BRUSSELS, Belgium (AP) _ The European Union Commission said Friday it has restarted its antitrust investigation of Cendant Corp.'s $3.3 billion purchase of online travel system Galileo International Inc.

The Commission now has four weeks to clear the deal or refer it for an in-depth, four-month investigation.

The Commission suspended its initial probe Aug. 2, just days before it was due to rule on the case, because it said Cendant hadn't supplied it with sufficient information on its European car rental business.

Cendant said the Commission had asked to clarify the relationship between its Avis unit, Avis Global Holding Inc., and Avis Europe Plc, which Cendant says is a separate, independently owned company.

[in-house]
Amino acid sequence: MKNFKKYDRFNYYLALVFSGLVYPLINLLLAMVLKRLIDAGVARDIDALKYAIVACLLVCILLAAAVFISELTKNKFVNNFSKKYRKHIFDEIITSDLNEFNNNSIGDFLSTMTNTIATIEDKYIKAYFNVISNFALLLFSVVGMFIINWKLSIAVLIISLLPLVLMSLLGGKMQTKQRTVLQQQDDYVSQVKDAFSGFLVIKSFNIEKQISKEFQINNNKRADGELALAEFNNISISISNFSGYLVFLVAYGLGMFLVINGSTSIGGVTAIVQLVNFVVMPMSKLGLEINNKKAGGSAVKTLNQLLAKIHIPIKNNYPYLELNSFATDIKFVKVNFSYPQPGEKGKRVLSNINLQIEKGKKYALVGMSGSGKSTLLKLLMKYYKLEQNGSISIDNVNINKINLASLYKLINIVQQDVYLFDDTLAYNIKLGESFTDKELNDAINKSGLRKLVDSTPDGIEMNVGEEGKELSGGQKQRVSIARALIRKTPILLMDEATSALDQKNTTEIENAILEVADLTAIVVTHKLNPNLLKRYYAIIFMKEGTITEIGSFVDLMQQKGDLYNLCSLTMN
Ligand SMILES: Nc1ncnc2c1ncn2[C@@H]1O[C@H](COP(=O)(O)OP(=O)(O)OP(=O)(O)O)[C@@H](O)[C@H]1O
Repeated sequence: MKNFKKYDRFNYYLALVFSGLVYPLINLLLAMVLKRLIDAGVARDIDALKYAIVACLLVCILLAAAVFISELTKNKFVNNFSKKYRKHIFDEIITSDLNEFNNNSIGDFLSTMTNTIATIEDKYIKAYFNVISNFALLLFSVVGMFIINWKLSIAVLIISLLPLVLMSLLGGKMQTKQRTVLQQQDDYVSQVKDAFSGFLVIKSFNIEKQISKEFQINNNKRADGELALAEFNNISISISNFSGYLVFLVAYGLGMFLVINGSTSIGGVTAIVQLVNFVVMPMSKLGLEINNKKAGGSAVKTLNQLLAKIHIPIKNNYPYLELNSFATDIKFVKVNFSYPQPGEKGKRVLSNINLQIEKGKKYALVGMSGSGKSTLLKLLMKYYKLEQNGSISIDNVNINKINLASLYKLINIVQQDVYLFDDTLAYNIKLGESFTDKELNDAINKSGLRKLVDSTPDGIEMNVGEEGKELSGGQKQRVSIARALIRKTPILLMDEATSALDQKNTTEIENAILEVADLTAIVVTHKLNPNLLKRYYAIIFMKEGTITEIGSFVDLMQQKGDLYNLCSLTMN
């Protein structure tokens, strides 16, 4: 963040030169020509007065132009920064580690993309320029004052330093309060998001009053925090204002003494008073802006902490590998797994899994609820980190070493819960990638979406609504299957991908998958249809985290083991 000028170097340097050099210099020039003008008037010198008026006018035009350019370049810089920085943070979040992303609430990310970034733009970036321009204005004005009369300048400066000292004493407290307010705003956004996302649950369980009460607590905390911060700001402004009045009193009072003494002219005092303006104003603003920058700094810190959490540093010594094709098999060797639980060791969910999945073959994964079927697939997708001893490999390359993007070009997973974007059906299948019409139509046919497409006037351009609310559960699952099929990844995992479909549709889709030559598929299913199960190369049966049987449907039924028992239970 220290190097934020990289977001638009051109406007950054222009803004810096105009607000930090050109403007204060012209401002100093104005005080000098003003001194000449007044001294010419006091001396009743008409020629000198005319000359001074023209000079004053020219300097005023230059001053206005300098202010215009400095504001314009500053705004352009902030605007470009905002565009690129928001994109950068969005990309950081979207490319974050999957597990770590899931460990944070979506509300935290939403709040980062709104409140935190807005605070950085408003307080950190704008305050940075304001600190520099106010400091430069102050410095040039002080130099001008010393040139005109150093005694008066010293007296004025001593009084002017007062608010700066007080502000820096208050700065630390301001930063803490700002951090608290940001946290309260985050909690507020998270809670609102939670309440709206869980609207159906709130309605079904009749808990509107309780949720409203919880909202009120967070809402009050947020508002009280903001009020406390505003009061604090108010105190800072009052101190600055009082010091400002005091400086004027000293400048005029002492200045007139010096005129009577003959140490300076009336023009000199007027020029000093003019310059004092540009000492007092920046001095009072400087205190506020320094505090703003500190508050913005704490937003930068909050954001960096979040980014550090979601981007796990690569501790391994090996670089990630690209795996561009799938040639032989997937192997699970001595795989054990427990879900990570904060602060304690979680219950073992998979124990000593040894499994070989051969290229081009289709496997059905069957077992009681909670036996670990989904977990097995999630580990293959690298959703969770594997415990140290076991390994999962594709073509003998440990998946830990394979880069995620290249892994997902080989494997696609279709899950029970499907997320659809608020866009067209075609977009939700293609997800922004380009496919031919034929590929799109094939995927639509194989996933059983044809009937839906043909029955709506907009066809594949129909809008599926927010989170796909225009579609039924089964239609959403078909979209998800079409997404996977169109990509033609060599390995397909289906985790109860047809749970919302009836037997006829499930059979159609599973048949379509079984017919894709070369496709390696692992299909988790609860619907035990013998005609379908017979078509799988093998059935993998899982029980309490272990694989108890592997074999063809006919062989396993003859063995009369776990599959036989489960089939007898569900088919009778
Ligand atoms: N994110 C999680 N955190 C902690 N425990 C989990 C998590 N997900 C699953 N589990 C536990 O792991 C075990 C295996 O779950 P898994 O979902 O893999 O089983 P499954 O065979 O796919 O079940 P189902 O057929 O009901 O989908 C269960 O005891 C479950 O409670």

The deal is also facing renewed scrutiny in the United States.

Competitors worry the deal could leave the door open to ``screen-based bias'' where Cendant units, such as its car rental business Avis or its hotel chains _ could be highlighted on travel reservation screens at the expense of others companies.

They also argue the deal also would grant Cendant access to commercially sensitive information about competitors.

Cendant chief executive Henry Silverman has said the charges are unfounded and that the online system won't be biased in favor of Cendant.

In an Aug. 2 statement, he said he expected the deal to be completed by the third quarter of 2001 as planned.

New-York based Cendant's travel brands include Avis and hotel chains like Ramada Inn and Howard Johnson. Galileo, based in Rosemont, Illinois, is No. 2 in online travel bookings after industry leader Sabre Inc. of Fort Worth, Texas.